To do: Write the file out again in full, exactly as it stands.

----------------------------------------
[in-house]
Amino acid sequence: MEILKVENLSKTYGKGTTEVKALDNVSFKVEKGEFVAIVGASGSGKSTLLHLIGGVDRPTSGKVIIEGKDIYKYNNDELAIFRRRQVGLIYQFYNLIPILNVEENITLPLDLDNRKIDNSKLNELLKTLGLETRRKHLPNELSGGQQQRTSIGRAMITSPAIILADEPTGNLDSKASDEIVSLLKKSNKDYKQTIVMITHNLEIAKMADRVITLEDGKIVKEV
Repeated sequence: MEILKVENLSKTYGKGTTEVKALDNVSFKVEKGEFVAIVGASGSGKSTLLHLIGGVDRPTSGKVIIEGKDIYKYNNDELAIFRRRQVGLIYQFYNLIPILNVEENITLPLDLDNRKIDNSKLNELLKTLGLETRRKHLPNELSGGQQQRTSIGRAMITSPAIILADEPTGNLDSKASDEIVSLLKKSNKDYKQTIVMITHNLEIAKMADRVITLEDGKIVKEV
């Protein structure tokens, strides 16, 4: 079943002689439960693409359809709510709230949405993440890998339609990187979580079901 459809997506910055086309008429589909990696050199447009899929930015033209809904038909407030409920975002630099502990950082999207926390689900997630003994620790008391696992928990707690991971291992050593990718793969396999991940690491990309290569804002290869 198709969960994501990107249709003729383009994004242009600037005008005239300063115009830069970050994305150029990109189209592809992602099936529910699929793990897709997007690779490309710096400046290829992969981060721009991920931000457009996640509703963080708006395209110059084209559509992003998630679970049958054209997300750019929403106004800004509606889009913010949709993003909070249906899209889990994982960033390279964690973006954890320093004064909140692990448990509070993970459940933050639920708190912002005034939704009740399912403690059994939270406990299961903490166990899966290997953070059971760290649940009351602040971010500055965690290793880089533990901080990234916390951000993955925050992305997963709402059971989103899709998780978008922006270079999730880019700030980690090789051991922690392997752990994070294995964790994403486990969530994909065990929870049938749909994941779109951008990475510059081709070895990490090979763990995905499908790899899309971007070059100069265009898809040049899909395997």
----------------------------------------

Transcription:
[in-house]
Amino acid sequence: MEILKVENLSKTYGKGTTEVKALDNVSFKVEKGEFVAIVGASGSGKSTLLHLIGGVDRPTSGKVIIEGKDIYKYNNDELAIFRRRQVGLIYQFYNLIPILNVEENITLPLDLDNRKIDNSKLNELLKTLGLETRRKHLPNELSGGQQQRTSIGRAMITSPAIILADEPTGNLDSKASDEIVSLLKKSNKDYKQTIVMITHNLEIAKMADRVITLEDGKIVKEV
Repeated sequence: MEILKVENLSKTYGKGTTEVKALDNVSFKVEKGEFVAIVGASGSGKSTLLHLIGGVDRPTSGKVIIEGKDIYKYNNDELAIFRRRQVGLIYQFYNLIPILNVEENITLPLDLDNRKIDNSKLNELLKTLGLETRRKHLPNELSGGQQQRTSIGRAMITSPAIILADEPTGNLDSKASDEIVSLLKKSNKDYKQTIVMITHNLEIAKMADRVITLEDGKIVKEV
């Protein structure tokens, strides 16, 4: 079943002689439960693409359809709510709230949405993440890998339609990187979580079901 459809997506910055086309008429589909990696050199447009899929930015033209809904038909407030409920975002630099502990950082999207926390689900997630003994620790008391696992928990707690991971291992050593990718793969396999991940690491990309290569804002290869 198709969960994501990107249709003729383009994004242009600037005008005239300063115009830069970050994305150029990109189209592809992602099936529910699929793990897709997007690779490309710096400046290829992969981060721009991920931000457009996640509703963080708006395209110059084209559509992003998630679970049958054209997300750019929403106004800004509606889009913010949709993003909070249906899209889990994982960033390279964690973006954890320093004064909140692990448990509070993970459940933050639920708190912002005034939704009740399912403690059994939270406990299961903490166990899966290997953070059971760290649940009351602040971010500055965690290793880089533990901080990234916390951000993955925050992305997963709402059971989103899709998780978008922006270079999730880019700030980690090789051991922690392997752990994070294995964790994403486990969530994909065990929870049938749909994941779109951008990475510059081709070895990490090979763990995905499908790899899309971007070059100069265009898809040049899909395997």